Your broker is responsible for determining whether to withhold tax on any distribution paid to you. Your broker is also responsible for providing all required tax reporting, including T3 forms. In Canada, BlackRock Canada provides brokerage firms with the information that they need to prepare your T3 (such as the proportionate share of distributions attributable to dividends, income, capital gains, return of capital or foreign tax withheld) through the facilities of Computershare Investor Services Inc. (the funds' transfer agent ) and CDS Clearing and Depository Services Inc. (CDS). This is different from a typical mutual fund, where the mutual fund company maintains investor accounts and provides tax reporting directly to unitholders. (hide answer)
Q. What is the difference between cash distributions and reinvested distributions?
A. iShares funds may pay distributions to unitholders in cash or may reinvest the distribution amount in the fund. Generally, net income and dividends received by the iShares funds are distributed to unitholders in cash and net realized capital gains are reinvested in the fund.

Similar to mutual funds, reinvested distributions are reinvested on the unitholder's behalf in additional units of the fund. With mutual funds, this results in an increase in the number of units held by each unitholder and a corresponding drop in net asset value (NAV) per unit, such that there is no change in the total value of the holdings resulting from the distribution. With iShares funds, immediately following a reinvested distribution, the number of units outstanding is consolidated so that the number of units held by investors is the same as before the capital gains distribution. For iShares funds, unitholders will not see an increase in the number of units held, and will NOT see a change in the NAV per unit. Therefore, like mutual funds, a reinvested distribution for an iShares fund results in no change in the total value of the holdings resulting from the distribution.

For reinvested distributions for an iShares fund, an investor can increase the adjusted cost base (ACB) of the iShares fund by the amount of the reinvested distribution. This adjustment means that any gain realized on a subsequent sale of units will, in effect, be reduced by the amount of the distribution. In this way, you do not pay tax twice on the distribution. In many cases, your brokerage firm will automatically change the ACB to reflect reinvested distributions on iShares funds. However, not all brokerage firms provide this service.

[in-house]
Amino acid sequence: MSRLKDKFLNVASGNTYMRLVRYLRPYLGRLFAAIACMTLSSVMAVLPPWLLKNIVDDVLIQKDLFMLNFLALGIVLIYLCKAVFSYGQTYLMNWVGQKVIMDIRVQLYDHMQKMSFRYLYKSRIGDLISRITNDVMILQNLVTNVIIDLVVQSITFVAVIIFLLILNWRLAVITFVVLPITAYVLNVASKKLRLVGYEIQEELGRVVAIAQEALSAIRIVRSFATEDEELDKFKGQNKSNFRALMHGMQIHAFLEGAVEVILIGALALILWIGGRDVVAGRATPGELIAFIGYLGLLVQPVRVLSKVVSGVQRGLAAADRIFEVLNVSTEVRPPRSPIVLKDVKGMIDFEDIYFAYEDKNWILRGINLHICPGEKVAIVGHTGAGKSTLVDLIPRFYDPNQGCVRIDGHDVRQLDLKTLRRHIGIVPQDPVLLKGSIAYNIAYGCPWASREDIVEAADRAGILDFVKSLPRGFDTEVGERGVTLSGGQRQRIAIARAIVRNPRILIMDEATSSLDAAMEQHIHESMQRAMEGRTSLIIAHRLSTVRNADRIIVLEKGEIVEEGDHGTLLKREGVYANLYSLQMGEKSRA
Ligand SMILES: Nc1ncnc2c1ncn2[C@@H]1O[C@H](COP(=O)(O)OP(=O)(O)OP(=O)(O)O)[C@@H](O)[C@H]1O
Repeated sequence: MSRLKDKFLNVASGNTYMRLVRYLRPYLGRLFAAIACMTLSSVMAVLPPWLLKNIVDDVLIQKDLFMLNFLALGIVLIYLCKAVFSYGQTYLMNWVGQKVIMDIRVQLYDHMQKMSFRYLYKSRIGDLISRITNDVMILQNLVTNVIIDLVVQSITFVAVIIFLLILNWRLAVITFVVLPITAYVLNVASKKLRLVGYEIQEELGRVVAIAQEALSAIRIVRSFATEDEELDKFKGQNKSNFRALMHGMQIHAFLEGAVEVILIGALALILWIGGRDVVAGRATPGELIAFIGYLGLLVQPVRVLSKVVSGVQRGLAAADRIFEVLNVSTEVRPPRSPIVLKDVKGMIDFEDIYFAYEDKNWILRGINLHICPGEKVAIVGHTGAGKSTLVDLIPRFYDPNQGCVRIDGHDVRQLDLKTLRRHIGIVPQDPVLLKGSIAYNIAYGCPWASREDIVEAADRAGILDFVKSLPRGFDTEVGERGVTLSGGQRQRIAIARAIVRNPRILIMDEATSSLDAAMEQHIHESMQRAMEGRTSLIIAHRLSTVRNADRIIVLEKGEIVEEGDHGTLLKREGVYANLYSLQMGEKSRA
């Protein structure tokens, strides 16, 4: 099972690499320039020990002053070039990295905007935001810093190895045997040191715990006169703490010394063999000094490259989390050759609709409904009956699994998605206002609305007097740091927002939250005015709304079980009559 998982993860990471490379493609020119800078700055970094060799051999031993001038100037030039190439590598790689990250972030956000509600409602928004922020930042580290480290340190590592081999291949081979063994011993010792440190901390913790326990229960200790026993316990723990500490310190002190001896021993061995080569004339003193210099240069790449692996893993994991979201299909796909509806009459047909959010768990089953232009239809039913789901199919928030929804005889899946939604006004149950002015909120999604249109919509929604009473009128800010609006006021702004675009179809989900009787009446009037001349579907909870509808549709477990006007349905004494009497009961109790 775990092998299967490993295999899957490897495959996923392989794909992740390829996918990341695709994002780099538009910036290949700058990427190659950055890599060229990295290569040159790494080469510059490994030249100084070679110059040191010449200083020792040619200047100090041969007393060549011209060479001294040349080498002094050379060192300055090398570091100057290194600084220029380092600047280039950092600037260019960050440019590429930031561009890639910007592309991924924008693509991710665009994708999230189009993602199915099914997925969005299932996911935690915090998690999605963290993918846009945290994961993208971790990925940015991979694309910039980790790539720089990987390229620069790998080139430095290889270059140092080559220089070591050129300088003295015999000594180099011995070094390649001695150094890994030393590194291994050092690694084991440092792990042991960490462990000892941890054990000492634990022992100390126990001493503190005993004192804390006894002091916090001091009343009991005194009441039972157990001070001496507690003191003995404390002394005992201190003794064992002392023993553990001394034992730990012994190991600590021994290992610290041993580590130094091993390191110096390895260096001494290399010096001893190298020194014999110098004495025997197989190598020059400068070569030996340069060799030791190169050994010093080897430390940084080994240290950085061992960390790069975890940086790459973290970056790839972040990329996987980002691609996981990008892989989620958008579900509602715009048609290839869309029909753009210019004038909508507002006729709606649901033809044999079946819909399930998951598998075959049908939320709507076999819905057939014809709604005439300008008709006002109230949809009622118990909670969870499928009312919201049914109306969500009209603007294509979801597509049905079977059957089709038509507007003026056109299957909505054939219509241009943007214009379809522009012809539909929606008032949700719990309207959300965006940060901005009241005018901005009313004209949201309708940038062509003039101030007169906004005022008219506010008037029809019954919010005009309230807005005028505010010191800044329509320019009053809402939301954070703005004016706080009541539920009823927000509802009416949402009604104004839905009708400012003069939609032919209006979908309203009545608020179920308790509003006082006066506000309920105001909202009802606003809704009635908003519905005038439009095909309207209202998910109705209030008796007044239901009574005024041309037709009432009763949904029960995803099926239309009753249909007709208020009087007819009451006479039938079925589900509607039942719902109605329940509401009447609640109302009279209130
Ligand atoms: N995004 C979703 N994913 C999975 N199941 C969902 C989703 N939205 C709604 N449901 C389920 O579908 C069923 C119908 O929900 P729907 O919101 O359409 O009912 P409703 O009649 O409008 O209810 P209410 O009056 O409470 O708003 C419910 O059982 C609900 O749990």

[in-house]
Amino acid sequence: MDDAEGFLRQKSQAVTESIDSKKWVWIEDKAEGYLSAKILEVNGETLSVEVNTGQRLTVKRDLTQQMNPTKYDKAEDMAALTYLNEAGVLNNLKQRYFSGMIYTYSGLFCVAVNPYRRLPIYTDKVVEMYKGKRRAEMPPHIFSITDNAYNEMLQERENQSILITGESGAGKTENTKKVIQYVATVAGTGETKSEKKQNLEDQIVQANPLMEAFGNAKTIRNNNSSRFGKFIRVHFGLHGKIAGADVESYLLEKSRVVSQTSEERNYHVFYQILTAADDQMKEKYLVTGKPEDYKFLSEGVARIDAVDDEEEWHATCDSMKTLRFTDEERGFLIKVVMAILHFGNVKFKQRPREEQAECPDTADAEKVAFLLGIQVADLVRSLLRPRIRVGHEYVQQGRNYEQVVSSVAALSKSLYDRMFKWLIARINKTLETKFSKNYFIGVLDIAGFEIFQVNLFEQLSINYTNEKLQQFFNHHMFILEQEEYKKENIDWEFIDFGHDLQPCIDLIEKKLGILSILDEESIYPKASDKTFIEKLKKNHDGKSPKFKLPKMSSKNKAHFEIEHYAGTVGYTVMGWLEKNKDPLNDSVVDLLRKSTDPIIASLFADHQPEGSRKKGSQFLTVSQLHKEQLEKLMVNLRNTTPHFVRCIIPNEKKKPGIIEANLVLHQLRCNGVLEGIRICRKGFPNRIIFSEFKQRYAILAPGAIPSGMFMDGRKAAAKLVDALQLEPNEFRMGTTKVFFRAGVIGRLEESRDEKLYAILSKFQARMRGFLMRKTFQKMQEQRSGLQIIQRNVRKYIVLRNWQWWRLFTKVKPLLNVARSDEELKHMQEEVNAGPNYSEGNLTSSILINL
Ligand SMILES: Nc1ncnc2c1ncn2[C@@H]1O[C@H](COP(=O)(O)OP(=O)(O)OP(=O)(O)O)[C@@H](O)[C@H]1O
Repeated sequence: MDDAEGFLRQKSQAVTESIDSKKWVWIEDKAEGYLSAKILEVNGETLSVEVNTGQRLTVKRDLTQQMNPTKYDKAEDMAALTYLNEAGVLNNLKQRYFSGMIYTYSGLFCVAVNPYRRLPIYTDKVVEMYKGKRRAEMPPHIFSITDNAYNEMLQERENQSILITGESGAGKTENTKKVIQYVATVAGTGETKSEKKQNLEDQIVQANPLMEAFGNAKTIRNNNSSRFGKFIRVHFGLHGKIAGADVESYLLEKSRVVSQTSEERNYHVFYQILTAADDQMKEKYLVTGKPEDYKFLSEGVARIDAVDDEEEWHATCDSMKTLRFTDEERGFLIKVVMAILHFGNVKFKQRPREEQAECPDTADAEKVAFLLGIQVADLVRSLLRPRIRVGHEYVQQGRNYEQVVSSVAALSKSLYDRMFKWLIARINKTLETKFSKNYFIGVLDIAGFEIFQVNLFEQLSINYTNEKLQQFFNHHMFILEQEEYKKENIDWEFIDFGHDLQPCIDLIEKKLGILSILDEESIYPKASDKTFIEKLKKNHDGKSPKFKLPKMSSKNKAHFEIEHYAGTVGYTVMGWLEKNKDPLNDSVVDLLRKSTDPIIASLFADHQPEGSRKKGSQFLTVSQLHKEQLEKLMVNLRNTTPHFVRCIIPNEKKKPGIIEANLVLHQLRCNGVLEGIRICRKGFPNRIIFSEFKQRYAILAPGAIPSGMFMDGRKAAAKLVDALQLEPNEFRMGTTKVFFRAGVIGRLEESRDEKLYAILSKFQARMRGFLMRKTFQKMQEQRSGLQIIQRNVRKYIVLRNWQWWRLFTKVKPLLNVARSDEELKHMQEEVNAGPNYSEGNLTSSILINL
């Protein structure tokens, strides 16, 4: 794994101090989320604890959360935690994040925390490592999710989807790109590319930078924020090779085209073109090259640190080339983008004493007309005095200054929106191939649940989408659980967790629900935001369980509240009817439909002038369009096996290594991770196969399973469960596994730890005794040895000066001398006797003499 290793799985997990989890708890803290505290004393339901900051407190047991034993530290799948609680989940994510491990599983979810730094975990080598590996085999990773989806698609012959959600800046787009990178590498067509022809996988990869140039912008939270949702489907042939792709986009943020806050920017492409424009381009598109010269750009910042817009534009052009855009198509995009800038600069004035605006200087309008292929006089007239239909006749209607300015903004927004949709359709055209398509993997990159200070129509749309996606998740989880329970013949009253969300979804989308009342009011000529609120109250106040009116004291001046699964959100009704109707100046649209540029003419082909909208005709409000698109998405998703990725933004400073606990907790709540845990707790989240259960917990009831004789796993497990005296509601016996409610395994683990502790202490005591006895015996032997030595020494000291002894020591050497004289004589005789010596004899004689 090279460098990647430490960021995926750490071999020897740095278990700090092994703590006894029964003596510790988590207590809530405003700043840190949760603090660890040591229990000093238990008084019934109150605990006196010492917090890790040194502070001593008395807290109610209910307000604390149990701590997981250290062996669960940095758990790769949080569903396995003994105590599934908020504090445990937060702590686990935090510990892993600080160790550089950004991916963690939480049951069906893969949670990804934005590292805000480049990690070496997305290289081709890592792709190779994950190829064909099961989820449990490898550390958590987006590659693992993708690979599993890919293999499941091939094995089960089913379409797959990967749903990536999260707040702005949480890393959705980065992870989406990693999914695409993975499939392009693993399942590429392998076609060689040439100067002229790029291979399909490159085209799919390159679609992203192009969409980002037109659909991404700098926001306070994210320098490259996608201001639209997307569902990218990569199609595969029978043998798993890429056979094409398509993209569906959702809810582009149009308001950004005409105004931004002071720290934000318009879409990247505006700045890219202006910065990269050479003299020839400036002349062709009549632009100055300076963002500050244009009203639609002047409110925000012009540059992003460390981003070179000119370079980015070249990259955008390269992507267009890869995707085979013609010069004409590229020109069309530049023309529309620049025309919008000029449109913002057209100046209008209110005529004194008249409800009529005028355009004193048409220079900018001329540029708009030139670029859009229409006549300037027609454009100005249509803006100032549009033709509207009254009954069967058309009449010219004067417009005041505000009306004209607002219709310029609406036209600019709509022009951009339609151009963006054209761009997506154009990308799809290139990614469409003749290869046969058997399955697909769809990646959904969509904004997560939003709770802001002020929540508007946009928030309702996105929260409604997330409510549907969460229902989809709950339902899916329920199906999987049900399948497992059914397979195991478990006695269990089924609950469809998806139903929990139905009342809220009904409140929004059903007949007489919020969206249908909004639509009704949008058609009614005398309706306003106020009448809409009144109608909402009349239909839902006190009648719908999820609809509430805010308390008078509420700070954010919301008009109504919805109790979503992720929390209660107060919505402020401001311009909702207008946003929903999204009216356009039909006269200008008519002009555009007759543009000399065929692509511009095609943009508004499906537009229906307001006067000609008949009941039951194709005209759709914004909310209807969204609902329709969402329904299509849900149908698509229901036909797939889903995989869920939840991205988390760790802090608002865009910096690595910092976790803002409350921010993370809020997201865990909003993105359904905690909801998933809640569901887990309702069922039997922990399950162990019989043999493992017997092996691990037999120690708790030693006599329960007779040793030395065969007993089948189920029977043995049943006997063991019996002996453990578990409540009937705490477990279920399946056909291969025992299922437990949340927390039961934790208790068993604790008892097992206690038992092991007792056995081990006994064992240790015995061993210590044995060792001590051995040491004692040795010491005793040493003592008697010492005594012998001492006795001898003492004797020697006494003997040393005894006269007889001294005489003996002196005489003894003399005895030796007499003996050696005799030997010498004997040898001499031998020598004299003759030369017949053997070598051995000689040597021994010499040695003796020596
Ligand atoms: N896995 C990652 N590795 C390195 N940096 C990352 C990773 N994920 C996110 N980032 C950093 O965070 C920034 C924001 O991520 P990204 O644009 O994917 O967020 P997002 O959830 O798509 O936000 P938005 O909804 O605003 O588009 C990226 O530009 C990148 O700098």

More clear ????
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Re: Adjusting ADJUSTED COST BASE

Postby DavidR » 20 Mar 2012 16:58

caricole wrote:
... whatever is reported as capital gain on your IShares....ADD to ACV to avoid bieng taxed twice on the same amount

<snip>

For reinvested distributions for an iShares fund, an investor can increase the adjusted cost base (ACB) of the iShares fund by the amount of the reinvested distribution. This adjustment means that any gain realized on a subsequent sale of units will, in effect, be reduced by the amount of the distribution. In this way, you do not pay tax twice on the distribution. In many cases, your brokerage firm will automatically change the ACB to reflect reinvested distributions on iShares funds. However, not all brokerage firms provide this service.

More clear ????

Still Wrong.

You do NOT add the capital gain amount to your ACB.
You only add REINVESTED distributions.
They are not the same thing. And, for many of the different funds, they are not the same AMOUNT.

Not all Capital gains were reinvested. Some were distributed in Cash during the year.
http://ca.ishares.com/content/stream.jsp?url=/content/en_ca/repository/resource/2011_final_tax_character_en.pdf&mimeType=application/pdf
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Re: Adjusting ADJUSTED COST BASE

Postby like_to_retire » 20 Mar 2012 16:58

And whatever is reported as capital gain on your IShares....ADD to ACV to avoid bieng taxed twice on the same amount

More clear ????

I'm afraid you're incorrect in your assumption that whatever is reported as capital gains in box 21 is added to your cost base.

As I stated before, and backed by ishares themselves, only the: Reinvested distributions are not paid in cash but instead remain invested in the Fund. To recognize that these distributions have been allocated to investors for tax purposes, the amounts of these distributions should be added to the adjusted cost base of the units held..

For example, the re-invested portion of XIC is spelled out each year and can be seen on their web site for 2011 here. Note the re-invested portion shown is 0.0000 and the reference to footnote 2 that specifies (2) Reinvested distributions are not paid in cash but instead remain invested in the Fund. To recognize that these distributions have been allocated to investors for tax purposes, the amounts of these distributions should be added to the adjusted cost base of the units held.. There is no re-invested portion for 2011 and so no amount is added to the cost base.

Now see the portion of capital gains of 0.00215 that will be in box 21. This is the portion that has been paid in cash as a percentage of the quarterly cash dividends. These cash dividends tax characteristics are a mix of dividends, capital gains, income, foreign income, etc, that have no effect on the cost base. No new units have been purchased with these distributions, so no effect on cost base. Only the one time re-invested distributions have an effect on cost base. If you add box 21 you are evading taxes.

More clear????